Percutaneous drainage

Selected cases of retroperitoneal hemorrhage without infection and prolonged circulatory embarrassment are successfully managed conservatively or with ultrasound-

or CT-guided percutaneous drainage. However, in the majority, surgical vessel ligation (pseudoaneurysm) and thorough debridement are mandatory to control sepsis-associated hemorrhage and prevent recurrence of bleeding. Angiography and arteriographic embolization, when feasible, should precede the operative procedure.

Ultrasound- or CT-guided percutaneous drainage of infected collections using large-bore drainage tubes, apart from its therapeutic potential in selected cases, may buy time for severely ill patients until they can withstand formal surgical debridement and drainage ( Lee eta.L 199.2). This therapeutic approach is highly demanding as it usually requires insertion of multiple catheters and a prolonged drainage/lavage period with close clinical scrutiny, regular abdominal CT scans, and catheter repositionings. The rather small caliber of the drains and the thick necrotic material often preclude complete evacuation of the collections, so that septic recurrences are common and dictate surgical operative intervention. Factors that adversely affect percutaneous drainage include complex and not fully liquified collections, as well as a central localization. Complications are common and include gastrointestinal and colocutaneous fistulas, bleeding, pneumothorax, and, in particular, the possibility of delaying necessary surgery.

Up to half of patients with pseudocyst remain free of symptoms and can be safely managed non-operatively with careful clinical and ultrasound follow-up studies. Some clinicians consider that, irrespective of symptoms, a diameter of more than 5 cm mandates drainage owing to the risk of complications. Ultrasonic- or CT-guided percutaneous aspiration and drainage has a role as a temporary measure in severely ill patients who are poor candidates for surgery. This approach increases the risk of secondary infection of a sterile pseudocyst, and the small caliber of the catheter often precludes complete aspiration of necrotic material. A 50 per cent recurrence rate has been reported, particularly if obstruction of the downstream part of the duct is outlined on pancreatography and if pancreatic ductal communication to the cyst persists. Percutaneous catheter cystogastrostomy and endoscopic cystogastrostomy or duodenostomy have been proposed. Internal drainage should be avoided in patients with pancreatic ascites unless the cyst leak can be incorporated into a Roux-en-Y cyst jejunostomy. In selected cases, total parenteral nutrition, percutaneous drainage, and somatostatin may lead to fistula closure in cases of recurrent pseudocyst or persistent pancreatic ascites.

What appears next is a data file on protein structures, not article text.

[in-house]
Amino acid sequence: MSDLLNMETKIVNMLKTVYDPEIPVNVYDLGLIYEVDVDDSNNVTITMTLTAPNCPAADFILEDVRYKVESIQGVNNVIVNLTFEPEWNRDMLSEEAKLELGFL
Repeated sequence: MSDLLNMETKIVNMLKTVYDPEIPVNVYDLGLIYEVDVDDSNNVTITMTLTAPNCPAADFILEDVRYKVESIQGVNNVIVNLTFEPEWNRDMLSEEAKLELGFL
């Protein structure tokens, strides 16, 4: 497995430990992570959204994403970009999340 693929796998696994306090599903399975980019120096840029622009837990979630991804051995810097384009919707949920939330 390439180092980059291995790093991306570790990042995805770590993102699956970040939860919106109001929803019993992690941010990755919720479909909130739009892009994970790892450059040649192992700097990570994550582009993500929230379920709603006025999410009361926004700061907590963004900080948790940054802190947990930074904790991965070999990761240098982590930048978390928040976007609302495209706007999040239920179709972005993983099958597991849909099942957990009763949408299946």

Pancreaticopleural fistula should be managed conservatively with somatostatin, total parenteral nutrition, and tube thoracostomy for up to 2 to 3 weeks. Pleural effusion recurs in half of cases and requires operative intervention (excision or decompression of the leak) after visualization of the site of disruption of the pancreatic duct with a pancreatogram.

Early and late therapeutic interventions during severe acute pancreatitis are summarized in Ta.ble.2 and T§b.!e..3 respectively.

Medical Drain Output Documentation

Table 2 Therapeutic interventions during the early phase of severe acute pancreatitis

Medical Drain Output Documentation

Table 3 Therapeutic interventions during the late phase of severe acute pancreatitis

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